Billy Powell: A Photo Essay
Billy Powell: A Photo Essay
Billy Powell has spent years trying to preserve the history of Cabal, a tiny, unincorporated rural community of just a few dozen residents in South Carolina, about an hour southwest of Charlotte, NC, where he grew up.

His property there spans 300 acres along the Broad River, where Powell, who's 85, grows a variety of produce and wine grapes and raises cows, chickens, and bees.

Powell said the home, built in 1853 and known as the Osborne House, was originally owned by slave-holders and passed down through generations until 2001 when he bought it from the last living members of the Osborne family. 

In collecting artifacts, documents and mementos from generations of family and nearby residents, Powell has become an unofficial historian of the community.

"Everything kept around here, beautiful or ugly, is kept for a reason," he told me.
Background

I was asked to photograph Billy Powell for an issue of Winthrop University's quarterly magazine. They requested a single portrait of Powell to be taken on his property. It would run with a two-page feature about the former graduate's work restoring the Osborne House and opening it up to historic tours.

I drove an hour and a half through South Carolina back roads with a writer from the university and met Powell at his home. After chatting for just a few minutes I knew his story deserved more than a single photo to represent it. This was a man, a descendant of slaves, who, through determination and years of work, had reclaimed a home known to have once belonged to slave owners and preserved the story of a community that could've been lost to history.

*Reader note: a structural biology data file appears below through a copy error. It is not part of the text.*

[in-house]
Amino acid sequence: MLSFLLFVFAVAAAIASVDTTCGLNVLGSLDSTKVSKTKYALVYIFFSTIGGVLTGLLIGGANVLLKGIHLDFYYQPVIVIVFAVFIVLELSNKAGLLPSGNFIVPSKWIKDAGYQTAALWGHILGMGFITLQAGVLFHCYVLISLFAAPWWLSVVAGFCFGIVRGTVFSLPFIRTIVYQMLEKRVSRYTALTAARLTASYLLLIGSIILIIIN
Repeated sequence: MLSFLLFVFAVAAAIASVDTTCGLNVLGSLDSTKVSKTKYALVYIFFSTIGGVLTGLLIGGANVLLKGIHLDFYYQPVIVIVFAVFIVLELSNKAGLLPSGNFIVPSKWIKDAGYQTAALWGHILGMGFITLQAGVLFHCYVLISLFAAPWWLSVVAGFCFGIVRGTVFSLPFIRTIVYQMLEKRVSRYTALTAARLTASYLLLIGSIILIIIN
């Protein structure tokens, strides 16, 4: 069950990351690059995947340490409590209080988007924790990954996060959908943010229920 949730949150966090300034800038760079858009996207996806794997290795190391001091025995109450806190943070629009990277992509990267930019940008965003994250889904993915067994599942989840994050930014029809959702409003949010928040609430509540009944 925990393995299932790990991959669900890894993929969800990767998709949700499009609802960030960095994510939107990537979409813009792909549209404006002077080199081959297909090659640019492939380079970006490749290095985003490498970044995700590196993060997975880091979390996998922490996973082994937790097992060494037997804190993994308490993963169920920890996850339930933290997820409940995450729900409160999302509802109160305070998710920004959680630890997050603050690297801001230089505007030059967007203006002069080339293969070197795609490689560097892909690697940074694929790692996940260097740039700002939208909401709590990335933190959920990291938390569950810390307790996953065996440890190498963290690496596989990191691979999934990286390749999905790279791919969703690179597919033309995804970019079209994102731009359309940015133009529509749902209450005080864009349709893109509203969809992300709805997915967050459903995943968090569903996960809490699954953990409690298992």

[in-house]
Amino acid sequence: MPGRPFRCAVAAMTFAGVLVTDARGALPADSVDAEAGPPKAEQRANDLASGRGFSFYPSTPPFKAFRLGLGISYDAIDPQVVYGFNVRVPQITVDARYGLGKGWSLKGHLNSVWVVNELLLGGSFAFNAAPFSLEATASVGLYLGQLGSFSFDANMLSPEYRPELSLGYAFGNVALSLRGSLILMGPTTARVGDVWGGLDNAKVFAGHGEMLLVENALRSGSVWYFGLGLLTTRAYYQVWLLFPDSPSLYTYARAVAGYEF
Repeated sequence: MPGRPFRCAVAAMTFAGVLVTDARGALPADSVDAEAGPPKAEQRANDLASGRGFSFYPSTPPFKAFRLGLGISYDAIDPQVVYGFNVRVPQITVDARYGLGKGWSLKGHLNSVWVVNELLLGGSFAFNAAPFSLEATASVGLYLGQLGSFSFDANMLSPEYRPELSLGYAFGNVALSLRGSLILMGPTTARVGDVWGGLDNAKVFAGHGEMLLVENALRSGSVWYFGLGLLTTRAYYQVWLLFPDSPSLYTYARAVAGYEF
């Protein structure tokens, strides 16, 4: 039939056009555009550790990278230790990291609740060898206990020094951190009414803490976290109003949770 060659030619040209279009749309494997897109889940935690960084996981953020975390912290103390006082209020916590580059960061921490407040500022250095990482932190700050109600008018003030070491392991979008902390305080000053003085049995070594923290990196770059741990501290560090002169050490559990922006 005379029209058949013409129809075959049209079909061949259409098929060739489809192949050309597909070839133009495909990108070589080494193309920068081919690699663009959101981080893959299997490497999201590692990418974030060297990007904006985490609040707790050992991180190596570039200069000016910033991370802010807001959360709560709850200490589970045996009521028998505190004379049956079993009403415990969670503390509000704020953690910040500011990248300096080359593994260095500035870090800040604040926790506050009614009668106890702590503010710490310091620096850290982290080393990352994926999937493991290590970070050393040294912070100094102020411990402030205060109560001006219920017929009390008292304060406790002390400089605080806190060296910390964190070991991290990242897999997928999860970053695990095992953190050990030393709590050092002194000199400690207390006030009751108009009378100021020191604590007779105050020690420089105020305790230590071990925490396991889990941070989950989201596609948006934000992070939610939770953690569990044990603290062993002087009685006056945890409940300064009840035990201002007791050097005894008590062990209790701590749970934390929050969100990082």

I spent the day with Powell who let me wander about his home and property taking pictures. I approached the project as a journalist, photographing the place and moments as they were, without offering any direction. Likewise, in post production I followed NPPA guidelines and didn't retouch or alter the images. I used Lightroom to download, organize and prepare the raw files. Then I made contrast adjustments and final exports for various print and web publications in Photoshop.

Fortunately, Winthrop's magazine editors like my idea to expand the story to include additional photos. The feature page count was doubled to make room for multiple images, the online version included a photo gallery, and the marketing office promoted the work. The story was very well received both in print and online.
Billy Powell: A Photo Essay
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Billy Powell: A Photo Essay

A documentary photo story
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Published:

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